The Channel Islands are critically important to seabirds, supporting:
On land, predation and habitat disturbance by invasive species have impacted seabirds. At Anacapa, introduced black rats preyed heavily on seabird eggs and chicks severely depleting populations of Scripps's murrelets. Black rats still prey on seabird populations on San Miguel. At Santa Barbara Island, seabirds were decimated by cats and habitat has been marginalized by years of over grazing by introduced livestock and rabbits. Seabird habitat has also been severely impacted by grazing of non-native animals on Santa Cruz Island.
Monitoring and Restoration
Anacapa Island: Monitoring of Anacapa's Scripps's murrelet colonies have shown that they are recovering following rat eradication in 2002. In addition, California brown pelican monitoring on Anacapa Island shows that these endangered birds, which breed only on the Channel Islands, are rebounding and have been proposed for delisting. However, ongoing studies indicate that DDT continues to persist at higher than expected levels in several species of seabirds nesting on the islands, including cormorants and petrels.
Santa Barbara Island: On Santa Barbara Island, efforts are underway to restore seabird nesting habitat for Scripps's murrelets and Cassin's Aucklets by removing non-native plants and planting native vegetation to improve seabird habitat. Nest boxes insulated against the elements have also been installed with the goal of providing a secure nesting area and vocalization playback systems have been used to attract auklets. For more information about seabird restoration visit Seabird Restoration Videos and Montrose Settlement Restoration Program.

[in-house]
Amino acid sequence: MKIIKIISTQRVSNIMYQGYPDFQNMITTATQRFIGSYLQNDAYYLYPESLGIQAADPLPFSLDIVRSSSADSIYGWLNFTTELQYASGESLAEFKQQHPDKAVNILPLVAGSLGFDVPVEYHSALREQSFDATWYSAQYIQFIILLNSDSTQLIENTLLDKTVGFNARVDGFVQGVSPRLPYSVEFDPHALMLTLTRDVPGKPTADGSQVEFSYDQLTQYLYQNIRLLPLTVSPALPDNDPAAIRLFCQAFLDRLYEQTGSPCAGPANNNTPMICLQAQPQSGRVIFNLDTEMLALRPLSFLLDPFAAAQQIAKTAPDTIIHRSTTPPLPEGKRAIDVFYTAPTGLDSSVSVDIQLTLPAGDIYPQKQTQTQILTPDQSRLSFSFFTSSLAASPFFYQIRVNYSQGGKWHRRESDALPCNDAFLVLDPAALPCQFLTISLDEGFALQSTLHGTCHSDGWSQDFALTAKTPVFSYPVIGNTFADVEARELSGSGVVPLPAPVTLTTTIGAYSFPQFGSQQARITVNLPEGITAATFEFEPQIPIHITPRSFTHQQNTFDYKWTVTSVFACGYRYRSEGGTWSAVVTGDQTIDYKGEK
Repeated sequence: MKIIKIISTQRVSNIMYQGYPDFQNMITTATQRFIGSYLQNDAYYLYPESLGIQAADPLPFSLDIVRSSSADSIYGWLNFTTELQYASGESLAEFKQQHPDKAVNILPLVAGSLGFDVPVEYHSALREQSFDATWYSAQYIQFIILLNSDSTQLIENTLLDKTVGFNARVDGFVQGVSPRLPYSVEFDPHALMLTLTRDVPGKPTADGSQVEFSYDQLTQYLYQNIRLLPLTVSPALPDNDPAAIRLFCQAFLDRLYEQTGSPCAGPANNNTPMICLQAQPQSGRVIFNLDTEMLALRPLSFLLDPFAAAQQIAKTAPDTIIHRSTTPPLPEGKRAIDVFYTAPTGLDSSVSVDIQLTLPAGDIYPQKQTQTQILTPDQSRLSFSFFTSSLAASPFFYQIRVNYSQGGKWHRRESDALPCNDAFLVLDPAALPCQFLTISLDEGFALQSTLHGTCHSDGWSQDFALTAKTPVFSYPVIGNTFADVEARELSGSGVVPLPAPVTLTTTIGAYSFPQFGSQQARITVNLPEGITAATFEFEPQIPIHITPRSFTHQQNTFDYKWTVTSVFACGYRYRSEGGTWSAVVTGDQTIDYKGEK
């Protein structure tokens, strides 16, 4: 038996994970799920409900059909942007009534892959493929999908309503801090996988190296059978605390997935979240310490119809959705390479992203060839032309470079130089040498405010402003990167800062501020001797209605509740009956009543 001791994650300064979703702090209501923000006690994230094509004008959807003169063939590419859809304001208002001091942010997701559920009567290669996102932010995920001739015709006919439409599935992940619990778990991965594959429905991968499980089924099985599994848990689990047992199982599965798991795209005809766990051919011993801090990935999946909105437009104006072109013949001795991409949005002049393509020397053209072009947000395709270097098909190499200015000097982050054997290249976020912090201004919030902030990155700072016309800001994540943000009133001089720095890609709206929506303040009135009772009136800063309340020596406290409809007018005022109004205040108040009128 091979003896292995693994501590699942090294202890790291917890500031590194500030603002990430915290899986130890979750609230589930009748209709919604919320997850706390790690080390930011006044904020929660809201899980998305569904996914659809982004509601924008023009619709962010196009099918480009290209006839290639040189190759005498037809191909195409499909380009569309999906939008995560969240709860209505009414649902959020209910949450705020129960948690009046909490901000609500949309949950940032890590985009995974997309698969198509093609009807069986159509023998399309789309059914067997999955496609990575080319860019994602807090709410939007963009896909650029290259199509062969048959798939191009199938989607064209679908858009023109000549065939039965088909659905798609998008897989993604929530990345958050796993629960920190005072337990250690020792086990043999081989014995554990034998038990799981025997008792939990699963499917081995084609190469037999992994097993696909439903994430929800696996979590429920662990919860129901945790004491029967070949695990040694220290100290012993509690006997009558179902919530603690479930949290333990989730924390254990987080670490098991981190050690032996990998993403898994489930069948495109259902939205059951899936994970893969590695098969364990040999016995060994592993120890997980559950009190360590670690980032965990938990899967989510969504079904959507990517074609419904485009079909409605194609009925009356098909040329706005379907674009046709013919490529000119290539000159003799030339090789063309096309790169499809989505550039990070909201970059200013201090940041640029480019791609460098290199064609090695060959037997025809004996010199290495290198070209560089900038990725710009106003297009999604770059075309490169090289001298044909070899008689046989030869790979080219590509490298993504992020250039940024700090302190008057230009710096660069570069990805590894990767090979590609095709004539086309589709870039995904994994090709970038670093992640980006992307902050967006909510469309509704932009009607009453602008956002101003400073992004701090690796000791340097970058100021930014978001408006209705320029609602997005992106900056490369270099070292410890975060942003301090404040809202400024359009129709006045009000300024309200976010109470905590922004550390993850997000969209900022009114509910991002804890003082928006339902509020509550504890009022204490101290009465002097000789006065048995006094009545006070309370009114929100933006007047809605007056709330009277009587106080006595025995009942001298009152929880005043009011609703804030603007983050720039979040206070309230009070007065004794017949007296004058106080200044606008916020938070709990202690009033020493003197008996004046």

San Miguel Island: Monitoring has shown that San Miguel Island and its associated islets, Prince Island and Castle Rock, support regionally important and diverse seabird colonies, including one-third of the breeding seabirds in the Channel Islands. To enhance critical seabird nesting habitat efforts will be made to eradicate the introduced black rat and prevent future rodent introductions. Click here to learn more about restoration activities on San Miguel Island.